Professional Liability Update – SPECIAL EDITION:Position Paper: “Attorneys Fees” Clauses – Should They Be Avoided?

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July 2005

Position Paper: “Attorneys Fees” Clauses Should They Be Avoided?

By Jeffrey W. Cavignac, CPCU, RPLU

An “attorneys fees” clause, also known as a “prevailing party” clause, is a provision in a contract that requires the loser to pay the winner’s legal fees. In the absence of such a provision, each party must bear its own legal costs.

Historically, the insurance industry and the legal profession have recommended that attorneys fees clauses be included in a design professional’s contract. An attorneys fees clause makes the plaintiff think twice before bringing a meritless claim. In other words, faced with the fact that they might have to pay the defendant’s legal costs in the event that they do not prevail, many plaintiffs will reconsider a questionable claim.

A typical attorneys fees clause might read as follows:

“In the event of any litigation arising from or related to this Agreement, or the services provided under this Agreement, the prevailing party shall be entitled to recover from the non-prevailing party all reasonable costs incurred including staff time, court costs, attorneys fees, and all other related expenses incurred in such litigation.”

Recently there has been some discussion as to whether or not an attorneys fees clause is, in fact, in a design professional’s best interest. This arises out of the fact that if your contract has such a clause and a court finds you negligent as alleged, you would have to pay the other party’s legal expenses in addition to the damages you caused. The contractual assumption of the other party’s legal defense costs may not be covered by your professional liability policy.

As you probably know, professional liability insurance covers your legal liability arising out of your negligent acts, errors or omissions. It does not cover your contractual assumptions of liability. Because of this, some insurance companies currently recommend against including an attorneys fees clause in your contracts.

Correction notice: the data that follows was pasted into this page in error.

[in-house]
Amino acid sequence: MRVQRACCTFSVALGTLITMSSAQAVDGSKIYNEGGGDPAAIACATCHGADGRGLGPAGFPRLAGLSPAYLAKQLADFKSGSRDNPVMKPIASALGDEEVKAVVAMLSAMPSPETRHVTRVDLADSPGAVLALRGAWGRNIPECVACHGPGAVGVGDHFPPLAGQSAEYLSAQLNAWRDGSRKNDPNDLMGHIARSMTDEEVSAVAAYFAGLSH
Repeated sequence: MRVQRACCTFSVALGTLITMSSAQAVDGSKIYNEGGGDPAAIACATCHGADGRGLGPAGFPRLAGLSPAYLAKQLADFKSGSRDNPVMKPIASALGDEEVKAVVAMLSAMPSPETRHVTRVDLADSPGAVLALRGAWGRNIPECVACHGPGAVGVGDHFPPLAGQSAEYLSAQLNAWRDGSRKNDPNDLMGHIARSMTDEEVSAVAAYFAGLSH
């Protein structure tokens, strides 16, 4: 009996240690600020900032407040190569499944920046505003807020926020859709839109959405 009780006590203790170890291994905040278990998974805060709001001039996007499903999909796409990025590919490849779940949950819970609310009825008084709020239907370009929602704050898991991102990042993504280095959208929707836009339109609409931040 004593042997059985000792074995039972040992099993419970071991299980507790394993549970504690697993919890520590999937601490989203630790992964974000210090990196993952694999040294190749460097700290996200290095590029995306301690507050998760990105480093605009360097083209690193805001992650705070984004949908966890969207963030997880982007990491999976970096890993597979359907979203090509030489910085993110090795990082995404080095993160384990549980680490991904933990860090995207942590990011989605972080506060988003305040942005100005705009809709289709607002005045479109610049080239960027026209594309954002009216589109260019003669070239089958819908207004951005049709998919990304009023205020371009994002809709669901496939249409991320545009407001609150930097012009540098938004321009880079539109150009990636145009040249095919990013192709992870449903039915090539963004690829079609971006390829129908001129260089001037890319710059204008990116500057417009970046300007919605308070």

Underwriter Viewpoints

We approached a number of underwriters from different insurance companies that write professional liability coverage to get their opinions on this matter. Of the seven who responded, three were in favor of the position.

One underwriter stated, “The clause is there to discourage frivolous claims, and we encourage its usage. Although one can never generalize about the outcomes of specific situations until one knows the facts and sees the actual contract language, we can say that, for the most part, we will cover prevailing parties’ legal costs unless a unique circumstance prohibits it.”

Another underwriter opined, “This has always been the typical ‘double-edged sword,’ and we have encouraged its use in most instances. We are not aware of any instances in which it has been used against our insureds; however, there have been situations in which it has been used to our insureds advantage.”

Four underwriters were not in favor of the provision, mainly due to the fact that the contractual assumption of another’s legal fees would not be covered under their insurance policies. (The three that agreed with the provision felt that in most cases it would be covered.)

One of the four stated, “While prevailing party clauses can be a deterrent, if the insured is in fact the loser, costs incurred by the plaintiff which the defendant is contractually obligated to reimburse would be excluded contractual liabilities and uninsured as such.”

Another underwriter said that the insured would be “assuming liability by contract that they would not otherwise have, and therefore no coverage would apply.”

Attorney Viewpoints